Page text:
The 2007 Solar Decathlon took place on the National Mall in Washington, D.C., October 12 to 20. This competition enlisted 20 teams of college and university students to design, build, and operate the most attractive, effective, and energyefficient solar-powered houses. Each house was instrumented with sensors to evaluate how well the students met the challenge. Campbell Scientific dataloggers were chosen for a key role in the evaluation phase.
Over the previous two years before the event, each team of college students designed a solar house, knowing from the outset that it must be powered entirely by the sun. The competition demanded that their designs maintain the house within a certain temperature range, provide lighting, run appliances, charge an electric car, and much more. They then built their solar houses, learning as they went.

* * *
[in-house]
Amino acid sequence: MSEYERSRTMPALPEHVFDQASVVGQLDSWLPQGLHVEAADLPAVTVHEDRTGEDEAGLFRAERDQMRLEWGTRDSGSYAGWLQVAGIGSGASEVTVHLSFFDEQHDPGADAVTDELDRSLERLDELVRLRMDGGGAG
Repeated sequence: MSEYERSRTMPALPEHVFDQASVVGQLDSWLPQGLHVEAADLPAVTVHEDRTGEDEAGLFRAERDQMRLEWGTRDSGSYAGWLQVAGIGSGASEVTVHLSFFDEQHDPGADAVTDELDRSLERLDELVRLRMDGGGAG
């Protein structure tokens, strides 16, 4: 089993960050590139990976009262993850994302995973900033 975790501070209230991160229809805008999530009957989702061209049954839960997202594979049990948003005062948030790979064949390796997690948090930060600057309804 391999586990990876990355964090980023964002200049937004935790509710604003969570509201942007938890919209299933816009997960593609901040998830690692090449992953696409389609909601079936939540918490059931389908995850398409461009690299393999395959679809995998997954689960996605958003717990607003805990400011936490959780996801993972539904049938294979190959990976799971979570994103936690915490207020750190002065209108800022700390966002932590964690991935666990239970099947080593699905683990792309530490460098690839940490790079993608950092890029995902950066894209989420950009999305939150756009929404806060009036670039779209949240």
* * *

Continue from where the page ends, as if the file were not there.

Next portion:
The 20 teams transported their buildings to Washington and assembled them on the National Mall. The judging then began, with Campbell sensors and dataloggers measuring factors such as light, temperature, and humidity. Our gear helped the judges gauge performance in contests of engineering, comfort, appliances, hot water, and lighting.
The U.S. Department of Energy holds the Solar Decathlon every two years to serve three main purposes:
There are many simple ways to save energy, and many relatively simple ways to generate energy from the sun. Solar energy technologies are clean, producing significantly less pollution than other options. And we can count on that energy source as long as the sun shines. Campbell Scientific was proud to provide tools to help measure our progress in energy production and use. For information, photos, and videos about this competition, visit solardecathlon.org